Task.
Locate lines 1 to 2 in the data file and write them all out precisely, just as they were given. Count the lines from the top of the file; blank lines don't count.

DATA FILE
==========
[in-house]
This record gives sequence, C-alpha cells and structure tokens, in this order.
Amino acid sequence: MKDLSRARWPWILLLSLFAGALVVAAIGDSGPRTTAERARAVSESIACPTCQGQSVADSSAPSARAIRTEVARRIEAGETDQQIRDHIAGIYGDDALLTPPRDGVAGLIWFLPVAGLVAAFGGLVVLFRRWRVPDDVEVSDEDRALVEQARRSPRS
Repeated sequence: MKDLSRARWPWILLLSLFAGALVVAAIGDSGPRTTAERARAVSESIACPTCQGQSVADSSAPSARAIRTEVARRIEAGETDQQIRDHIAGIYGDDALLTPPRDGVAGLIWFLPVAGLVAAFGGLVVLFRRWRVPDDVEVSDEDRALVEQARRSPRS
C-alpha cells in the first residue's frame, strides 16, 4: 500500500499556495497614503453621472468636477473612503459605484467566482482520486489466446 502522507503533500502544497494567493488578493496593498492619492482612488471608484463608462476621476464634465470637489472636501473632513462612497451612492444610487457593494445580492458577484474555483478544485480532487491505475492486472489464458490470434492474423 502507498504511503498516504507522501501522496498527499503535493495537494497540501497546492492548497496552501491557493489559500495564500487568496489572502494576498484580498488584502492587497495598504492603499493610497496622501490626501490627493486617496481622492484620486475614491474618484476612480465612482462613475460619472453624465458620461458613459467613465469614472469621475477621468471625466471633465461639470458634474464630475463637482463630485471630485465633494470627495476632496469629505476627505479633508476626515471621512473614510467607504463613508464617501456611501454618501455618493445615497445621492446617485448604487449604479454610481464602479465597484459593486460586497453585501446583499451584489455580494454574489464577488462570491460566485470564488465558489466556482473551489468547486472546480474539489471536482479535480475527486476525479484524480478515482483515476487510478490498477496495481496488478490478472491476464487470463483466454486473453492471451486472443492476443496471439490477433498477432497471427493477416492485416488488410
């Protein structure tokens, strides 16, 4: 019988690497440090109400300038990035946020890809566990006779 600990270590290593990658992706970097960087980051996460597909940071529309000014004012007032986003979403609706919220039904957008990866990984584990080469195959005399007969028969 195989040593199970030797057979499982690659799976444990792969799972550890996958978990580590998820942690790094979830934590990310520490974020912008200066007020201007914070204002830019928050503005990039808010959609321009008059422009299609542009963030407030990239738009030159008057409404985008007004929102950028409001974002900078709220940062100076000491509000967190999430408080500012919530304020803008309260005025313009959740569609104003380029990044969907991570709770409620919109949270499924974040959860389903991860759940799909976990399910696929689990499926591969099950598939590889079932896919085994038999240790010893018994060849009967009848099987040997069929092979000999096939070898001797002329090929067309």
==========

[in-house]
This record gives sequence, C-alpha cells and structure tokens, in this order.